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Red Meat and its Impact on Longevity
Red meat has recently faced a lot of criticism. Diets that heavily rely on meat have been associated with higher risks of heart disease, diabetes, and some forms of cancer. Adding to this, recent findings from two extensive studies suggest that consuming large quantities of meat, particularly processed meat, can also lead to a shorter lifespan.
Meat and Mortality
In a comprehensive investigation conducted by researchers at the Harvard School of Public Health, the eating habits and health of almost 125,000 female nurses and male health professionals were monitored for more than two decades. Surprisingly, approximately 24,000 participants died from cardiovascular disease or cancer during this period.
The study revealed that individuals who consumed high amounts of red meat tended to have a shorter lifespan and were more likely to succumb to cardiovascular disease and cancer. Moreover, these individuals were found to have higher body weight, engage in less physical activity, smoke more, and consume more alcohol compared to those who consumed less red meat. Even when researchers adjusted for unhealthy lifestyle factors, a clear association between red meat consumption and mortality remained.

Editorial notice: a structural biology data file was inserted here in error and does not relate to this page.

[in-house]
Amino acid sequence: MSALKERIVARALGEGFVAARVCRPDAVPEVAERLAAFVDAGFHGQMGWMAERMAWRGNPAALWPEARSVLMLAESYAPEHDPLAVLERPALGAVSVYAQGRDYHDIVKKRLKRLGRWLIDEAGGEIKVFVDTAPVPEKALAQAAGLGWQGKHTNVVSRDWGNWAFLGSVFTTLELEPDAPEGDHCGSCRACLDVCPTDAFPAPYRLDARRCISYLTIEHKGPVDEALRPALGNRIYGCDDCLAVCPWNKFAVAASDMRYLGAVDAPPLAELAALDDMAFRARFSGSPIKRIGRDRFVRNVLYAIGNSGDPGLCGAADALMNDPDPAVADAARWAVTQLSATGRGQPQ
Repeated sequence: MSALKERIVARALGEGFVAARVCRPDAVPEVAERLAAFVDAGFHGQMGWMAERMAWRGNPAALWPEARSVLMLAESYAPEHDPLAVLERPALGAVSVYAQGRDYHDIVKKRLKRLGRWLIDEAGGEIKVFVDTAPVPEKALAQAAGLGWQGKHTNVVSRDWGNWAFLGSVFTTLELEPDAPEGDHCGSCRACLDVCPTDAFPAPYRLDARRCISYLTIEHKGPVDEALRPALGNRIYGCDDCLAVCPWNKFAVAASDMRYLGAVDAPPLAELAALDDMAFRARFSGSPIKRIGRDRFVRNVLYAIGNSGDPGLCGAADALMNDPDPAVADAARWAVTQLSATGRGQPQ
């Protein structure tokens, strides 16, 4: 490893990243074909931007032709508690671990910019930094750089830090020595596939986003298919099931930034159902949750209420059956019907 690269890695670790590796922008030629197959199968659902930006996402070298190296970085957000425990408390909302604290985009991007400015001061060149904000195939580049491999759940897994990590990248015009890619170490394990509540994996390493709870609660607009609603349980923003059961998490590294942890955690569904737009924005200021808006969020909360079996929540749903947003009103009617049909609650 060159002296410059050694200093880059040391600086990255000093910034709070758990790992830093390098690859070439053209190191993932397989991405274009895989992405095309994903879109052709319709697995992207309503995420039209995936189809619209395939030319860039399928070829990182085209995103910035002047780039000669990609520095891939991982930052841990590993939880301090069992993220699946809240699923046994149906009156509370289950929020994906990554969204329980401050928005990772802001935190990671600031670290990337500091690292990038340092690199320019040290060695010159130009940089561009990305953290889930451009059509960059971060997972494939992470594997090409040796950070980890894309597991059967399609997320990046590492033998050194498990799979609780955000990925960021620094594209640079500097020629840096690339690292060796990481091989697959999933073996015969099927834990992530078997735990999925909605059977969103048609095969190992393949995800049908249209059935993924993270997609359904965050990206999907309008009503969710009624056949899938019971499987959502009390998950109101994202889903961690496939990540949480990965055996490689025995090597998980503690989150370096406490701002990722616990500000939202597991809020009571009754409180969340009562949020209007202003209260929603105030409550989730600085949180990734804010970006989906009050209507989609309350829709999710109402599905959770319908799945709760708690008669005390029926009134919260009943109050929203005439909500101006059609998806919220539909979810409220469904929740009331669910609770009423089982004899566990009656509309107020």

The study concluded that consuming one or more servings of red meat daily increased the chances of premature death by 13%, while each additional serving of processed meat raised the risk by 20%. Processed meat includes items like hot dogs, bacon, and cold cuts.
Substituting for Healthier Proteins
Reducing red meat intake not only extends lifespan but also offers additional health benefits. According to Dr. Walter Willett, a senior scientist at the Harvard School of Public Health, adopting a diet with less than half a serving of red meat per day could prevent approximately 10% of deaths.
Replacing red meat with healthier protein sources is an excellent alternative to promote longevity. Here are six good choices:
- chicken and turkey
- low-fat dairy products
- whole grains
Swapping just one serving of red meat per day with any of these options can reduce mortality by 7% to 19%, as suggested by the study.
While these findings are applicable to a larger population, it is challenging to predict how the dietary switch will specifically impact an individual. However, it is a wise decision to reduce meat consumption, especially processed meat, as it improves the odds of leading a healthier life.